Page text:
China’s release of the two Michaels is an encouraging development for the canola industry.
“The news on Friday was really excellent,” said Jim Everson, president of the Canola Council of Canada.
“It is so good to have that issue resolved and the Michaels home.”
Everson is referring to China’s release of Michael Kovrig and Michael Spavor, two Canadian citizens who spent more than 1,000 days in detention in China.
They were released shortly after Huawei Technologies executive Meng Wanzhou struck a deal with the United States Justice Department and was subsequently discharged from a court in British Columbia.
“De-escalating these tensions and creating a better environment for engagement with China is a positive thing,” said Everson.
China suspended the canola export licences of Viterra and Richardson International in March 2019.
Canadian canola exports to that market plunged to 1.54 million tonnes that year, down from the previous five-year average of 4.2 million tonnes.
Sales rebounded a bit in 2020 to 2.58 million tonnes but were still well below normal levels.
Everson said the council seeks a return to a predictable, rules-based trade environment where all Canadian companies are treated equally.
He said the easing of political tensions between China and Canada makes it “more possible” that a resolution could happen within this calendar year, although there is nothing imminent.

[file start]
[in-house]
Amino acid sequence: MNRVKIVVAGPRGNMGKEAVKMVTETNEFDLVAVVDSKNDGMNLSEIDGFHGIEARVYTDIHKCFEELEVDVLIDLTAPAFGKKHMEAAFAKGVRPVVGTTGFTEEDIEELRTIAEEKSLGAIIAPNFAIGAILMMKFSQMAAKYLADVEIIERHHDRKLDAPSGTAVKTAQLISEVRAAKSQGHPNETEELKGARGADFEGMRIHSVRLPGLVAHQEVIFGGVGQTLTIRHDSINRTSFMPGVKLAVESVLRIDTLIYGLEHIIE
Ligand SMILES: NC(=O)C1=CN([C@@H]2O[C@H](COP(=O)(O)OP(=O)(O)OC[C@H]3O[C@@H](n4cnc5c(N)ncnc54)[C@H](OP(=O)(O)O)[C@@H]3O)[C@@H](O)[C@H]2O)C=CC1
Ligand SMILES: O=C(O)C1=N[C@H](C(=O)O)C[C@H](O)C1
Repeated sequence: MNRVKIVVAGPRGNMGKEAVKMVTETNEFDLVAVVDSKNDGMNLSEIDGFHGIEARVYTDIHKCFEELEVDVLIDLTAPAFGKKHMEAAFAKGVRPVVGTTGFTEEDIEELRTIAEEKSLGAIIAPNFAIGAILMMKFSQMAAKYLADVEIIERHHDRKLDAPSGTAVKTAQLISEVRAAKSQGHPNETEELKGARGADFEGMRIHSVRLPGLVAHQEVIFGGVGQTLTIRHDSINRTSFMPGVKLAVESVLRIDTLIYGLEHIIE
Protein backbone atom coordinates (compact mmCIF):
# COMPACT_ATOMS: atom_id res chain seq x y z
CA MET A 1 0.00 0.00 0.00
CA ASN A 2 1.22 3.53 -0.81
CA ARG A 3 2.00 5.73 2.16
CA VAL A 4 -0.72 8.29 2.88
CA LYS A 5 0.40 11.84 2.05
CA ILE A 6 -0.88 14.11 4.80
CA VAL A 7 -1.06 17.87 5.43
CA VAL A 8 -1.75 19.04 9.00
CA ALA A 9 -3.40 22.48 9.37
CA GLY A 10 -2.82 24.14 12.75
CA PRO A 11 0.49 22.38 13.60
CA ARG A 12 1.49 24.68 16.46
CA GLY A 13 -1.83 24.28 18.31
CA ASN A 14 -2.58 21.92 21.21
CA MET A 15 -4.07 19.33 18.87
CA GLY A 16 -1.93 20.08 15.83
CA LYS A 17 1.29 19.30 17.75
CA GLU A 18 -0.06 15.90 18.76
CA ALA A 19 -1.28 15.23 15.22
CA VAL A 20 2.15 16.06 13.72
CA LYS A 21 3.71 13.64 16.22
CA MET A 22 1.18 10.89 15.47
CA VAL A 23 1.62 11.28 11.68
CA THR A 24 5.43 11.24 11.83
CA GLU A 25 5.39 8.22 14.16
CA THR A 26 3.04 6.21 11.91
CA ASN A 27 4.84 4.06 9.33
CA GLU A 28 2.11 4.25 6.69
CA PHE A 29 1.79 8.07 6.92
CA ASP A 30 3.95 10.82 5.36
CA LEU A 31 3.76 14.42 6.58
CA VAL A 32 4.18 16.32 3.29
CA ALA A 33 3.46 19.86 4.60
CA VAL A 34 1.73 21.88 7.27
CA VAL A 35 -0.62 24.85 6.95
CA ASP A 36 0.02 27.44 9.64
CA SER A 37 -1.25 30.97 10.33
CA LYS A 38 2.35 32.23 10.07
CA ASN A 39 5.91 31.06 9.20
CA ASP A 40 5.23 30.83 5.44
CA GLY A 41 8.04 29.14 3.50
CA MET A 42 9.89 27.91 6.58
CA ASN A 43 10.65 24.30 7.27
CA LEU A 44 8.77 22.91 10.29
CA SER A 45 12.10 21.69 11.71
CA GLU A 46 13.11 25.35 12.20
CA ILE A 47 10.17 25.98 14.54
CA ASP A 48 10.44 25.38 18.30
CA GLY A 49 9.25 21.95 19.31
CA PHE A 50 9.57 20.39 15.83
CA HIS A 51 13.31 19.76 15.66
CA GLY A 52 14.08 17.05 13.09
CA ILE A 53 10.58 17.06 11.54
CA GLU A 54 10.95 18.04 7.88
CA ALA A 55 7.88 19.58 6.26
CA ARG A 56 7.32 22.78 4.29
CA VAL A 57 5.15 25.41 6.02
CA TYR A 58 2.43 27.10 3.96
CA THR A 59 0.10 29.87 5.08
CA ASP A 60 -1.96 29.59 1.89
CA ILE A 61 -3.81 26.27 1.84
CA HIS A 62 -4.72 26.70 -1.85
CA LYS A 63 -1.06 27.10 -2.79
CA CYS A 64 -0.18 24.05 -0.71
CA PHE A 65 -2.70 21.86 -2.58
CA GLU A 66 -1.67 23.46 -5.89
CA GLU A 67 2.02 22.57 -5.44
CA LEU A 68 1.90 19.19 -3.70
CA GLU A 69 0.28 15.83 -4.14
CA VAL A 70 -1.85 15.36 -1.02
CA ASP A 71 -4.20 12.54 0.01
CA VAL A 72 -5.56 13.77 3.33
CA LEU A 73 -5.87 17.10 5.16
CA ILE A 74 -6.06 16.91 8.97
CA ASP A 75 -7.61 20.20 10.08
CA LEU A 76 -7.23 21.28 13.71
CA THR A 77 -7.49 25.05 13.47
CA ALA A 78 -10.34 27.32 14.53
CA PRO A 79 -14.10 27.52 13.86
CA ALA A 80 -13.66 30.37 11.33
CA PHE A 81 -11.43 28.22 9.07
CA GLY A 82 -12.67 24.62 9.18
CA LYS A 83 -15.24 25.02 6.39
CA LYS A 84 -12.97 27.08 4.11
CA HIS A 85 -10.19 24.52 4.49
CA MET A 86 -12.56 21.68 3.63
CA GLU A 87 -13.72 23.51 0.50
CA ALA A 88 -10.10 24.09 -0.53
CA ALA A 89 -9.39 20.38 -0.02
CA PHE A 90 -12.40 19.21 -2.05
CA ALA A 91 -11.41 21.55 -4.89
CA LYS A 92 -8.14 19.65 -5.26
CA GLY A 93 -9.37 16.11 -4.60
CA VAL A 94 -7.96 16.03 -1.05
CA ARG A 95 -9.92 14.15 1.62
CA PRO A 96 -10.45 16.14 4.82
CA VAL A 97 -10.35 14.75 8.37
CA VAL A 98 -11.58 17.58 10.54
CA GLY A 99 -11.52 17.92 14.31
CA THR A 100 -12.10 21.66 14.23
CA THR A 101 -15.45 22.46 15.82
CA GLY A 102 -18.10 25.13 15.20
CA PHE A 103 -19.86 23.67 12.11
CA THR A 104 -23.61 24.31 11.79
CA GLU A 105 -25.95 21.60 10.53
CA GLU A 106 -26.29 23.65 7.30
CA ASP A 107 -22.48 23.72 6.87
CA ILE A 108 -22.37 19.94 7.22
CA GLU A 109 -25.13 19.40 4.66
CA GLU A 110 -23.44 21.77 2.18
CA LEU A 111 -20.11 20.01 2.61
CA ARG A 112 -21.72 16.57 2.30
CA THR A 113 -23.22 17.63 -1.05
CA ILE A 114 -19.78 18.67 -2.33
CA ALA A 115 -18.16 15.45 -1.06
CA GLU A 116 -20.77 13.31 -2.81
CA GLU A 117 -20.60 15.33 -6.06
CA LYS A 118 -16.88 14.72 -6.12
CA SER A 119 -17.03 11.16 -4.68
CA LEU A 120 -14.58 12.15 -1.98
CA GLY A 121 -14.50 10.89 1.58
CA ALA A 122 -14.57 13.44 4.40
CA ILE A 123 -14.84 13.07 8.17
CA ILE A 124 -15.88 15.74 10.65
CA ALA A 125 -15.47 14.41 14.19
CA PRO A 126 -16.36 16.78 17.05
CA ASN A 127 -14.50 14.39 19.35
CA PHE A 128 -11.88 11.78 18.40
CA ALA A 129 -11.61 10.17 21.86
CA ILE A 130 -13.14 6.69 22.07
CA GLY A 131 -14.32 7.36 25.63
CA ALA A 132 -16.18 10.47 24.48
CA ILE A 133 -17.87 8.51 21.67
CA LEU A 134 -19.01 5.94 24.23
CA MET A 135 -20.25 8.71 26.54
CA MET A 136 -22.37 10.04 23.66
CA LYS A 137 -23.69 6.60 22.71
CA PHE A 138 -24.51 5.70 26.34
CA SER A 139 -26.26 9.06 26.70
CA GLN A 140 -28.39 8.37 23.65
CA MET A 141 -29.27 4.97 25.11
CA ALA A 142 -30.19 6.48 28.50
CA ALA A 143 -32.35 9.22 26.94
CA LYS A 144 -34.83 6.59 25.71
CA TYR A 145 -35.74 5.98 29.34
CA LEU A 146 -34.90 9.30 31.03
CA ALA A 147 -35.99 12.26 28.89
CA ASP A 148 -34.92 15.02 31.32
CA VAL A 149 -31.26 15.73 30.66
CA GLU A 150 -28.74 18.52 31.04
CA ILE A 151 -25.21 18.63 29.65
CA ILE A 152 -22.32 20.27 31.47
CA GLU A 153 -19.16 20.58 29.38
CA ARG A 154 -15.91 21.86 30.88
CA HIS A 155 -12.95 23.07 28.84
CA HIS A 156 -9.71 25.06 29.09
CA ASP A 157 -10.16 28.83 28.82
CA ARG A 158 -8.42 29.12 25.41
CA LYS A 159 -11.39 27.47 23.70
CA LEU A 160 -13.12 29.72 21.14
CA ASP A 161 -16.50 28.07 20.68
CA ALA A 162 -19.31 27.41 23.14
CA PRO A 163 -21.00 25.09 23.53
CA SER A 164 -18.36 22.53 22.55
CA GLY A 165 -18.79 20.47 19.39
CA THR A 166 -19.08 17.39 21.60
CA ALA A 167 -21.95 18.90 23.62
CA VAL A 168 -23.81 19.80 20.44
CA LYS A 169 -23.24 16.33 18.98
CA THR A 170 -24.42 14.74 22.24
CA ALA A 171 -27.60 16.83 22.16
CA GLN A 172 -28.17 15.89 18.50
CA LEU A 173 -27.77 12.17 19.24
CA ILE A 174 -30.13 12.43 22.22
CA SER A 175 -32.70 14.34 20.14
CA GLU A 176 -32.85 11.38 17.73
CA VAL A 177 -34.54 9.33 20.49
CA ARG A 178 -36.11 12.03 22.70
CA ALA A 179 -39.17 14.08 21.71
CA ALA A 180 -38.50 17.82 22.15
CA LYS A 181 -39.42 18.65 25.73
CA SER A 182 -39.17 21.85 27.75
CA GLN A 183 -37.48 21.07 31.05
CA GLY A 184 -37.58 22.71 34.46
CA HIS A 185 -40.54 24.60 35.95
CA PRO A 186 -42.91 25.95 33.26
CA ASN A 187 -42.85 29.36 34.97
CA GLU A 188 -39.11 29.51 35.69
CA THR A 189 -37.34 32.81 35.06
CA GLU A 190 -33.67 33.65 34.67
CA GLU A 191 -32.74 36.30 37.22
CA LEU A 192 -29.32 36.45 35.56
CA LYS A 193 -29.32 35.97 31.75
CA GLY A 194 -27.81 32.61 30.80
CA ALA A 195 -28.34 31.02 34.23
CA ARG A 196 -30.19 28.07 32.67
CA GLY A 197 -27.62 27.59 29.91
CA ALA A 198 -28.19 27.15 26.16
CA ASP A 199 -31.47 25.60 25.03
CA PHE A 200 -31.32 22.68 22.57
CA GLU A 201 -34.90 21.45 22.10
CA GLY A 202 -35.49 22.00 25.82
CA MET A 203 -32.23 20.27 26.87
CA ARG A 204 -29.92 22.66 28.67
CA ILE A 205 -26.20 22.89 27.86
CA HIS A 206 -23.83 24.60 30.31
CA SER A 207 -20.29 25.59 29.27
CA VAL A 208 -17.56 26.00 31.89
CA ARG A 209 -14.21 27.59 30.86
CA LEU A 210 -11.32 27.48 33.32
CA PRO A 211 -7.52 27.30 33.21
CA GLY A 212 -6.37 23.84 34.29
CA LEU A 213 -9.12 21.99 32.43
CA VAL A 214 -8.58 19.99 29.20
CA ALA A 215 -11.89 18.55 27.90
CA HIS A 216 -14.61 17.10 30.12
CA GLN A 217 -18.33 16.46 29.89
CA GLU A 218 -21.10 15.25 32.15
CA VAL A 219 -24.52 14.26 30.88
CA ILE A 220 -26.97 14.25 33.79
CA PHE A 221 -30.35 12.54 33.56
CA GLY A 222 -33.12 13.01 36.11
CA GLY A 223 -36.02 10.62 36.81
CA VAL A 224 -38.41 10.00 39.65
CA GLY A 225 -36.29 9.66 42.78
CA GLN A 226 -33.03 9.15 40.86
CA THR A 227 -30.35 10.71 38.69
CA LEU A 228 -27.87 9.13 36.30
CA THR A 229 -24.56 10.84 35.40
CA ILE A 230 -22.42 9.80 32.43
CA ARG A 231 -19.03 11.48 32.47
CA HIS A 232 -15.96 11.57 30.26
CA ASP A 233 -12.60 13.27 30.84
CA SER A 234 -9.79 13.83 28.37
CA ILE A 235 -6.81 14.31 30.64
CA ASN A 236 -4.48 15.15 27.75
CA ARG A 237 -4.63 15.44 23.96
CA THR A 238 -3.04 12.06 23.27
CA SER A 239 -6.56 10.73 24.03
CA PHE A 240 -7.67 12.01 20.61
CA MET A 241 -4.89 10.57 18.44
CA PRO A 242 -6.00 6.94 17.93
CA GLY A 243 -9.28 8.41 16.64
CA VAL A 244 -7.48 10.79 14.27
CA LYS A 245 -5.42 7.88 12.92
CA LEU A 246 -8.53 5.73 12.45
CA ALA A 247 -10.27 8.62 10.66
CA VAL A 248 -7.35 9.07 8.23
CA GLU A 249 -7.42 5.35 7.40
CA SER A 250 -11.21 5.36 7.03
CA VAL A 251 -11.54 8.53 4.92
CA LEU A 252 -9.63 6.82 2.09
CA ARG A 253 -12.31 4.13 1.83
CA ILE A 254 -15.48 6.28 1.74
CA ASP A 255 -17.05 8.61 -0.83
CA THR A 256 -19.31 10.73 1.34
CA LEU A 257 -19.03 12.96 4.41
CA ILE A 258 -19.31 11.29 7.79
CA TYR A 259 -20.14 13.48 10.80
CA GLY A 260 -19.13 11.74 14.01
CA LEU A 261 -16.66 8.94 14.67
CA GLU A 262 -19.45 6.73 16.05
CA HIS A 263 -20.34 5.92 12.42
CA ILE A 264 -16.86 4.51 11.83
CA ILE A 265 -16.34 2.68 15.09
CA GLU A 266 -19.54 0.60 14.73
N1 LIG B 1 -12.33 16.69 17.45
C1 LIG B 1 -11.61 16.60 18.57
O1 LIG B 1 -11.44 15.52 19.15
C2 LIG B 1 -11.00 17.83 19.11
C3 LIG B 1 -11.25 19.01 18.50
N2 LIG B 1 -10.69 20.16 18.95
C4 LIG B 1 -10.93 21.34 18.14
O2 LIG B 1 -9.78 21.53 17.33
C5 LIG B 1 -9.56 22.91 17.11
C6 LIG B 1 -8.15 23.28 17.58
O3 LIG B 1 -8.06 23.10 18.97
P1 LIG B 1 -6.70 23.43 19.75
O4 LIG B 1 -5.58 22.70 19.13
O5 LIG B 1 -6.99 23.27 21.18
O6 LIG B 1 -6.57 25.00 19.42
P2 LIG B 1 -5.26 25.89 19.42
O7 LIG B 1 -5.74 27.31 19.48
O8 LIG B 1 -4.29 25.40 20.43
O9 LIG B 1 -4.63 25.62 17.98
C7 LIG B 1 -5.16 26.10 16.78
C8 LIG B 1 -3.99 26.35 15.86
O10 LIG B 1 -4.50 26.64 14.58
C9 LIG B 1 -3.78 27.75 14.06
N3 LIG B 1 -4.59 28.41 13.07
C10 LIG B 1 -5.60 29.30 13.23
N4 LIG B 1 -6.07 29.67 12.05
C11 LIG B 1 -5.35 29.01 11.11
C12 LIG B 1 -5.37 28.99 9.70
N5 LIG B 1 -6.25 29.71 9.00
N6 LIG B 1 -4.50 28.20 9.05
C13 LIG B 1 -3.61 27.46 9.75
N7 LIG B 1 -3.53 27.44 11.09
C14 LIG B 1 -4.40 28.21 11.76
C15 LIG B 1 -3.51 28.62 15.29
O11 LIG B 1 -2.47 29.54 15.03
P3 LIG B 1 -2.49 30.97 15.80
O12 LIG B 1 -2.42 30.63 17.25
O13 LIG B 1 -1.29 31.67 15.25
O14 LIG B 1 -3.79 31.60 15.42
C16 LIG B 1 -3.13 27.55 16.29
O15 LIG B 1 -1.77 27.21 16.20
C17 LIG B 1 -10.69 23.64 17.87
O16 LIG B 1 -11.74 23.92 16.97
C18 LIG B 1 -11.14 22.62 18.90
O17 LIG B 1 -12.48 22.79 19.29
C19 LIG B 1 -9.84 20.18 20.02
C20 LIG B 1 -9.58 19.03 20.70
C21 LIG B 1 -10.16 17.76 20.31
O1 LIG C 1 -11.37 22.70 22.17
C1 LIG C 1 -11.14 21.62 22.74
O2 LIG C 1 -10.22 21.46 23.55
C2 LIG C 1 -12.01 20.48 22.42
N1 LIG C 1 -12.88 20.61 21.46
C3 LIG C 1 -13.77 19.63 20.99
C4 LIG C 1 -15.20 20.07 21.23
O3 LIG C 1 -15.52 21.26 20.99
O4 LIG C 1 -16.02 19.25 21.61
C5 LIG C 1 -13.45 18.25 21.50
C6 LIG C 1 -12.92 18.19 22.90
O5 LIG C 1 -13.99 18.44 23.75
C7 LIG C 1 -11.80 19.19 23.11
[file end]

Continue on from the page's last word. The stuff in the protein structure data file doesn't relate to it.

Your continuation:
“Diplomats have been able to find a solution to a really sticky issue there, so we would hope that they would continue to turn their attention to canola,” he said.
Chuck Penner, analyst with LeftField Commodity Research, doesn’t think canola export volumes and prices would jump much if China suddenly reinstated the export licences for Viterra and Richardson.
“I don’t know if it’s going to increase their purchases, especially since there is nothing to purchase,” he said.
Canadian farmers harvested 12.8 million tonnes of canola, down from 19.5 million tonnes last year. Agriculture Canada is forecasting 6.5 million tonnes of exports, down from 10.5 million tonnes.
“In our (supply and demand chart) we’ve already scaled back exports to basically every destination possible,” said Penner.
“China was able to get what it needed anyway. Other exporters have stepped up,” said Penner.
China has also been importing more canola oil from Canada and other exporters instead of seed.
It appears as though the country has somewhat curtailed its use of the commodity, so it is getting all that it needs from the currently licensed Canadian exporters, he said.